Presentation on theme: "The Canterbury Tales By Geoffrey Chaucer. Chaucer Chaucer was often called the father of English poetry. Wrote and spoke Middle English Began writing."— Presentation transcript:
The Canterbury Tales By Geoffrey Chaucer
Chaucer Chaucer was often called the father of English poetry. Wrote and spoke Middle English Began writing “The Canterbury Tales” in 1387 and never completed all the stories. He is buried in the “Poet’s Corner” of Westminster Abbey in London
The Canterbury Tales The format is that of a “frame story,” or a story within a story. The main story is of a pilgrimage and it includes each pilgrim’s story. According to Chaucer, people went on pilgrimages in spring because winter is over and it is time for renewal. The narrator is at the inn when 29 pilgrims arrive.
In Chaucer’s time, physical characteristics were thought to reveal a person’s true character. The Host of the pilgrimage has promised to be the judge of the best tale and to give the winner a supper, paid by all, in his tavern, the Tabard Inn. Anyone who refuses to tell a tale must pay the cost of the journey. Each pilgrim must tell two stories going and two stories returning.
The Pilgrims The knight has fought in wars that spanned some forty years. A squire is a knight’s attendant. Yeomen were once knights’ servants, but later they became landowners. A nun is a woman who takes vows of poverty, chastity, and obedience.
A Prioress is in charge of the nuns. A monk was the male version of the nun. Friars were people who went into the world as beggars to preach, help the poor, and cure the sick. He earns his living by forgiving sins and settling disputes for a fee. The merchant is the typical shop owner, but he hides the fact that he is in debt. The Oxford Cleric is the stereotypical “starving” student.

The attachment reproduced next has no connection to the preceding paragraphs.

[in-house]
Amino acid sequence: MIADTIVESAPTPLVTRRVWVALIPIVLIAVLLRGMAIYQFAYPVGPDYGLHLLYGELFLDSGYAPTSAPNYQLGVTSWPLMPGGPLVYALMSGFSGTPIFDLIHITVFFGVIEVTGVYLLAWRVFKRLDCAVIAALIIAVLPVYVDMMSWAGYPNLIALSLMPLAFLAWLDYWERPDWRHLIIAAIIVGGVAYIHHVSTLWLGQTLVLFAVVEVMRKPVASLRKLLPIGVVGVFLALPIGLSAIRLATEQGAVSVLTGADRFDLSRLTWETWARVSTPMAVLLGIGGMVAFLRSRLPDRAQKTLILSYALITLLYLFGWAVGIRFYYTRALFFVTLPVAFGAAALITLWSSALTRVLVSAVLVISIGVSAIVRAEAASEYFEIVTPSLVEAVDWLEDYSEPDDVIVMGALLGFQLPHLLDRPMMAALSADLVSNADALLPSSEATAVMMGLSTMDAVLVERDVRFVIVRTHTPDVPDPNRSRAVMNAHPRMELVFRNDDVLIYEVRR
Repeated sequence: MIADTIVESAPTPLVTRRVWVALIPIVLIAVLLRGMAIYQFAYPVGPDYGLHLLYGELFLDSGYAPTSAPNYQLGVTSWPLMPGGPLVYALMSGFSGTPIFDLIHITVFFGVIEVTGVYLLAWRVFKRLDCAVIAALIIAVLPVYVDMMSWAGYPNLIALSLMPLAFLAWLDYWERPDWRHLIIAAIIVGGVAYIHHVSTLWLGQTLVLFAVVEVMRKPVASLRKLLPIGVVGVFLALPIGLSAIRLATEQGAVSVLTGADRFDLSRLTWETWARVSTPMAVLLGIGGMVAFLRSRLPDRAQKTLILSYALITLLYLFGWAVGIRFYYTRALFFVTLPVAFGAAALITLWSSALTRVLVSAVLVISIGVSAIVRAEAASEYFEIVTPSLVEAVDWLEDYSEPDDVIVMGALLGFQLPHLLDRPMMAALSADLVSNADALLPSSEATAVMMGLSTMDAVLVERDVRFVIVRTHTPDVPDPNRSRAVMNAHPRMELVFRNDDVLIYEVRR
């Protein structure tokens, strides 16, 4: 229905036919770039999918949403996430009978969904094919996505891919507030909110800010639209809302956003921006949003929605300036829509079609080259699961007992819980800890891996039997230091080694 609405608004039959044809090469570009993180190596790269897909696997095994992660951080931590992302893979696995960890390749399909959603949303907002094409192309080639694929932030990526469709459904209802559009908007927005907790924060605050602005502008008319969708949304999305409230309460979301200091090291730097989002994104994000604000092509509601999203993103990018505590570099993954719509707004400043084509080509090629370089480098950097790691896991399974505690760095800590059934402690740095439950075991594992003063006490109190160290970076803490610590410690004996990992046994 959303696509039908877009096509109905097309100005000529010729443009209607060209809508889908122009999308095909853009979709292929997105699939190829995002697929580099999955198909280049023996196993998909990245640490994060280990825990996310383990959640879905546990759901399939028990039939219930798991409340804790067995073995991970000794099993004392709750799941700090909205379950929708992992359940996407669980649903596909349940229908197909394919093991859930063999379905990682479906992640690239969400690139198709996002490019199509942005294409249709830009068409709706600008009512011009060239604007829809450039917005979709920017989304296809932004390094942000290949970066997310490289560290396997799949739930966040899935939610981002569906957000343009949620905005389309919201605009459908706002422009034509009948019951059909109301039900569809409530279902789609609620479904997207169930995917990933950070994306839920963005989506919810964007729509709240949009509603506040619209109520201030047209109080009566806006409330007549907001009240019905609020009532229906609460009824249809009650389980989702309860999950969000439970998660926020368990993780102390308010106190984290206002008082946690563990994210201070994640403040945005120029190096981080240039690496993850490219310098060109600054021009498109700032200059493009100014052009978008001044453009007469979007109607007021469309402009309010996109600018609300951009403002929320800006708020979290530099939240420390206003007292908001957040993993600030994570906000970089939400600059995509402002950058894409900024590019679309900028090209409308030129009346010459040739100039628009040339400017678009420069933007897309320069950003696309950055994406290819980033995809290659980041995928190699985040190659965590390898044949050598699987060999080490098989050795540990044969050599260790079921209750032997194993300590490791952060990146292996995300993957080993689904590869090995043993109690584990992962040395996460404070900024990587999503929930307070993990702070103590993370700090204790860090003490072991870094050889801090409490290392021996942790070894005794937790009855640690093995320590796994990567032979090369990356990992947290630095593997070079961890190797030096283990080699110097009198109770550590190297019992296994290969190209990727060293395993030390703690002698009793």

The Sergeant at the Law was one of a group of lawyers who served the King’s legal advisors. The Franklin is a self indulgent man who only cares about eating. Guilds were organizations of tradespeople who taught their trades to apprentices. The cook prepares wonderful meals but is covered in open sores. The Skipper was a sailor from Dartmouth.
The doctor treated illnesses based on the twelve signs of the zodiac. The Wife of Bath had been on several pilgrimages, which was rare in that time. The Parson is a “good” priest because he stays with his parish instead of trying to make money. The Plowman is portrayed as an instrument of salvation. Chaucer compares the miller to a rough, wild animal.
In the Middle Ages, a Reeve was a manager of an estate. He inspected everything and fined workers if he found something wrong. In Chaucer’s time, sex outside of marriage was cause for excommunication. The Summoner’s job was to track down offenders and deliver them to the Archdeacon for punishment.
Long hair was considered a violation for men that worked for the Church. The Pardoner’s hair was described as “hanging like rat tails.” Some of the pilgrims brought relics, or the remains of a holy person.